How Are Drivers Actually Responding to High Gas Prices?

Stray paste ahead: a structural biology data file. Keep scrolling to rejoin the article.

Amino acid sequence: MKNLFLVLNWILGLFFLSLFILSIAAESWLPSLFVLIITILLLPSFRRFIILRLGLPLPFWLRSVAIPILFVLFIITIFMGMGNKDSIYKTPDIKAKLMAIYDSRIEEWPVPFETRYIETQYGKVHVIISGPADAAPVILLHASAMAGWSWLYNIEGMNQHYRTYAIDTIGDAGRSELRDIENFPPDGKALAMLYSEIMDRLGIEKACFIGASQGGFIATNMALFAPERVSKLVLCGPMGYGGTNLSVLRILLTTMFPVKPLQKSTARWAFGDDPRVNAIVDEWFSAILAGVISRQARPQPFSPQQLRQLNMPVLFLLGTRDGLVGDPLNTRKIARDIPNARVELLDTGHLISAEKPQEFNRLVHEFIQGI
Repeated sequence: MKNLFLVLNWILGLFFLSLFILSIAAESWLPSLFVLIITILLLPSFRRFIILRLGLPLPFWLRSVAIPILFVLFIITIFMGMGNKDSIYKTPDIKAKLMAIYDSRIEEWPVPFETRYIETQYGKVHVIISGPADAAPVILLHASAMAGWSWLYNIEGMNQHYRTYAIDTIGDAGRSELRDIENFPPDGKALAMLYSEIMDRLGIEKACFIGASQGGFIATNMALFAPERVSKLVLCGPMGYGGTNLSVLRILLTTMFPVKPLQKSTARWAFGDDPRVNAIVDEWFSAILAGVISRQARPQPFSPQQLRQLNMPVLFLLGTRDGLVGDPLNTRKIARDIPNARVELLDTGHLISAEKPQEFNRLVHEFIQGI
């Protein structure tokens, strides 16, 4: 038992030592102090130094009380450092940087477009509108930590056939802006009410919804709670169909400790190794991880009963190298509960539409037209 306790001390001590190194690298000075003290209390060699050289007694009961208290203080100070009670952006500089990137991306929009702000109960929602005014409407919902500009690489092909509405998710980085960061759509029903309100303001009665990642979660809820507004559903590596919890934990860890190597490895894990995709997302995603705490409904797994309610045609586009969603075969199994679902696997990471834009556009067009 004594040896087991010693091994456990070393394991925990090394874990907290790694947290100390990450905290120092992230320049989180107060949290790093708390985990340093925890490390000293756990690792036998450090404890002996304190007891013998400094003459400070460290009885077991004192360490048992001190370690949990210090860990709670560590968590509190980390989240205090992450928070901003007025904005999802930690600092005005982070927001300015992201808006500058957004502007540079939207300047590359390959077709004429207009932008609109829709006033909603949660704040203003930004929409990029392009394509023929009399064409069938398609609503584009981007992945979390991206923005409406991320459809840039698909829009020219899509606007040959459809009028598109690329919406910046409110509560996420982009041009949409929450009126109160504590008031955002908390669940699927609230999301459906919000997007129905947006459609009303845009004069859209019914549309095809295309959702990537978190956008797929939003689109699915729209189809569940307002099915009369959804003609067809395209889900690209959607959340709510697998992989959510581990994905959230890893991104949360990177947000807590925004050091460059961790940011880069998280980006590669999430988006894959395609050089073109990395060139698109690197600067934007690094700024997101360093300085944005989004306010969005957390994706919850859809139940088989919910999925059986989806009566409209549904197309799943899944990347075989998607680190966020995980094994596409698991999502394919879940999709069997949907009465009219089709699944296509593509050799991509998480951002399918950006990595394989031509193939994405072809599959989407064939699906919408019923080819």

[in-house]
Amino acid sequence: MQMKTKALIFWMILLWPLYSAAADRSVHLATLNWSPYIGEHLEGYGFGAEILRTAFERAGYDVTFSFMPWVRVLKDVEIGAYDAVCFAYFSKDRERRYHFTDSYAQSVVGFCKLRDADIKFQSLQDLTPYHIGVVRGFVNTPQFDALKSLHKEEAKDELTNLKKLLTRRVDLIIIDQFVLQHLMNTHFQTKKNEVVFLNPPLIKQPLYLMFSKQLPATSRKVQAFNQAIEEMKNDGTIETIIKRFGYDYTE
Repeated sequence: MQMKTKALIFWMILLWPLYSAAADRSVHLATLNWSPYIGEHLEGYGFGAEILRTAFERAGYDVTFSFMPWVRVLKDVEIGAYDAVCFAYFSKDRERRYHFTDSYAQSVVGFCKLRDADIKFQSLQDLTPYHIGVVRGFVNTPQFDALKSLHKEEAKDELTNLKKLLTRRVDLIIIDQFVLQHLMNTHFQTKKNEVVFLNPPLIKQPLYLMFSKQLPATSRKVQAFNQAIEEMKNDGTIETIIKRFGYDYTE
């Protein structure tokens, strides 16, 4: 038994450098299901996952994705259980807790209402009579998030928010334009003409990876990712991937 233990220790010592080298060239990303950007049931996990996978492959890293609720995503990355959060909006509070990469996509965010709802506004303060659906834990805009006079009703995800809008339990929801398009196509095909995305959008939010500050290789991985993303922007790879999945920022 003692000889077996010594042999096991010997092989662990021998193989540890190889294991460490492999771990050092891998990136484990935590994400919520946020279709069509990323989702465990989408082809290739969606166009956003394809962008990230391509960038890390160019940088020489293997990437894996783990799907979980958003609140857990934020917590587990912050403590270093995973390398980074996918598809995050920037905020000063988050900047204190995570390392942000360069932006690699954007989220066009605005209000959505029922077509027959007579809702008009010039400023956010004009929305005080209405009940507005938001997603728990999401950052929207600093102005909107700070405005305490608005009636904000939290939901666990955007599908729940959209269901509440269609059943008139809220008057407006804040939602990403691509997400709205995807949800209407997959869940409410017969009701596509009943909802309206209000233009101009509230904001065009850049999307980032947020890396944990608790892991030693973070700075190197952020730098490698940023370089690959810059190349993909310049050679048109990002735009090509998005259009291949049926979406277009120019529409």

You know the old saw that “the plural of anecdote is data”? Nearly all the media coverage of how drivers are responding to $4 per gallon gasoline has been of that natureââ?¬â??and therefore hardly representative of any real trends. But we now have at least one statistical look at how drivers in three metro areasââ?¬â??Austin, Dallas/Ft. Worth, and El Pasoââ?¬â??are coping. NuStats, a respected survey research firm based in Austin, did a telephone survey of 500 households in those three metro areas during the week of July 21, 2008. Researchers asked two open-ended questions: what changes in driving have they done in the last 12 months, and what do they plan to do that they haven’t done yet? I’m naturally skeptical of the latter, since people are inclined to tell pollsters politically correct things on that kind of question, but are more likely to accurately report what they have actually done. So I will focus on the actual changes in this summary. As you might expect, two-thirds reported some reduction in the amount they drive. The most common means of doing this (66%) was to combine multiple trips into a single trip. Some 39% said they have eliminated some trips, while a surprising 21% said they had downsized to a more fuel-efficient vehicle (3% switched to a hybrid). But where it really gets interesting is in the alternatives to driving to and from work. The most popular of these was telecommuting (12%), followed by joining a carpool (9%), walking (9%), bicycling (4%) and using public transit (4%). That last point squares pretty well with my own and several other analysts’ number-crunching to estimate what portion of reported decreases in VMT might equate to reported increases in transit boardings. And overall, the results demonstrate people’s continued preference for automobile travel, thanks to its convenience and flexibility, despite higher gas prices. To be sure, these results come only from Texas, and a similar survey in other metro areas might produce different results. But I suspect they’d be broadly similar in most large metro areas, where suburb-to-suburb commuting is the dominant pattern. Reason Foundation’s Transportation Research